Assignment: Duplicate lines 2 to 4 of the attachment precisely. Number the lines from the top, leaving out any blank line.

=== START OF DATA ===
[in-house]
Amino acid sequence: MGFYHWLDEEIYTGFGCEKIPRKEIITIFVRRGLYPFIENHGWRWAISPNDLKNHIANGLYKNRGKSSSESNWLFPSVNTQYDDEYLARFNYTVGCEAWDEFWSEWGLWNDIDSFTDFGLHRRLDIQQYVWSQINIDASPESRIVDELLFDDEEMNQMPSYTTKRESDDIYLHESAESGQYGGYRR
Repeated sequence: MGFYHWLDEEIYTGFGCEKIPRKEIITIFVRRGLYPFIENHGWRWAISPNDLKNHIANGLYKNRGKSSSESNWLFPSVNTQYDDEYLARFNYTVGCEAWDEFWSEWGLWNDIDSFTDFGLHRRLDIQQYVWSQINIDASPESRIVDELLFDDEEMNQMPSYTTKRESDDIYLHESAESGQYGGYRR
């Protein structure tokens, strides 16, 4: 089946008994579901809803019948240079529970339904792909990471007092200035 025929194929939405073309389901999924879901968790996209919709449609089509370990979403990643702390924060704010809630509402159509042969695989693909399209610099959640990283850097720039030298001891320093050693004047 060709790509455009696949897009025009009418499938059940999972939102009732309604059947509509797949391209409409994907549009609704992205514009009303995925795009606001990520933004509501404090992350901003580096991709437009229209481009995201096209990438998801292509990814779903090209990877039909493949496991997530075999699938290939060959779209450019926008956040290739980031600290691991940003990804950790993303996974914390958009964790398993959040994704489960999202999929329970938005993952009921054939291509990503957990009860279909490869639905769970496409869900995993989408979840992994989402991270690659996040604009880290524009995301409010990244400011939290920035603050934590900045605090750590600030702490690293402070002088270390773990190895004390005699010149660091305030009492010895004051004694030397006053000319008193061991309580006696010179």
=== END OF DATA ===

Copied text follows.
Amino acid sequence: MGFYHWLDEEIYTGFGCEKIPRKEIITIFVRRGLYPFIENHGWRWAISPNDLKNHIANGLYKNRGKSSSESNWLFPSVNTQYDDEYLARFNYTVGCEAWDEFWSEWGLWNDIDSFTDFGLHRRLDIQQYVWSQINIDASPESRIVDELLFDDEEMNQMPSYTTKRESDDIYLHESAESGQYGGYRR
Repeated sequence: MGFYHWLDEEIYTGFGCEKIPRKEIITIFVRRGLYPFIENHGWRWAISPNDLKNHIANGLYKNRGKSSSESNWLFPSVNTQYDDEYLARFNYTVGCEAWDEFWSEWGLWNDIDSFTDFGLHRRLDIQQYVWSQINIDASPESRIVDELLFDDEEMNQMPSYTTKRESDDIYLHESAESGQYGGYRR
């Protein structure tokens, strides 16, 4: 089946008994579901809803019948240079529970339904792909990471007092200035 025929194929939405073309389901999924879901968790996209919709449609089509370990979403990643702390924060704010809630509402159509042969695989693909399209610099959640990283850097720039030298001891320093050693004047 060709790509455009696949897009025009009418499938059940999972939102009732309604059947509509797949391209409409994907549009609704992205514009009303995925795009606001990520933004509501404090992350901003580096991709437009229209481009995201096209990438998801292509990814779903090209990877039909493949496991997530075999699938290939060959779209450019926008956040290739980031600290691991940003990804950790993303996974914390958009964790398993959040994704489960999202999929329970938005993952009921054939291509990503957990009860279909490869639905769970496409869900995993989408979840992994989402991270690659996040604009880290524009995301409010990244400011939290920035603050934590900045605090750590600030702490690293402070002088270390773990190895004390005699010149660091305030009492010895004051004694030397006053000319008193061991309580006696010179």